Autism is characterized by deficits in social interactions. Image
New insights about why children with autism are less social

Children with autism are known to be less social compared with the other kids. Why this is the case is a matter of debate for a long time. To answer this question, researchers monitored the brain activity of 43 children between the ages of 7 and 10, with and without autism spectrum disorder diagnosis. The study found that kids with more severe autism were anticipating the nonsocial rewards as compared to normal kids that anticipated social rewards. Basically, children with autism are less social because they find less reward in social interaction than their peer. The results provide support for two hypotheses behind social behavior in autism: the social motivation hypothesis and the overly intense world hypothesis.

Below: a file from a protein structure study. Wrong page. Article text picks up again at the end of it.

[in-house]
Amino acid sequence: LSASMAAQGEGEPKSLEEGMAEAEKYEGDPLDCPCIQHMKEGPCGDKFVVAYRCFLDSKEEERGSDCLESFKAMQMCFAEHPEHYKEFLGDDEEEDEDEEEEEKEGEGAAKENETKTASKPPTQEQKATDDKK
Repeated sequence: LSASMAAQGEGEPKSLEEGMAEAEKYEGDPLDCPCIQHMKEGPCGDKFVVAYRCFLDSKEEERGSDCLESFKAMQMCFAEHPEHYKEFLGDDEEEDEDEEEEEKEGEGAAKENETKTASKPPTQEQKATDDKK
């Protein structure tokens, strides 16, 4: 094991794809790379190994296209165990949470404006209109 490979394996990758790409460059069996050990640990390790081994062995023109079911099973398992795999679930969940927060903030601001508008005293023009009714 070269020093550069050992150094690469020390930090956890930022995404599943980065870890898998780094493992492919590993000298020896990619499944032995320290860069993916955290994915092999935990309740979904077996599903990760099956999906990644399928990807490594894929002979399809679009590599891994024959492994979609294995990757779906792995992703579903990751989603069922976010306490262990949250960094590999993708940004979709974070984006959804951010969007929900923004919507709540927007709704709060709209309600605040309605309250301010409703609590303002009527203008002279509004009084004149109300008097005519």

Read the full story:
Scientific publication: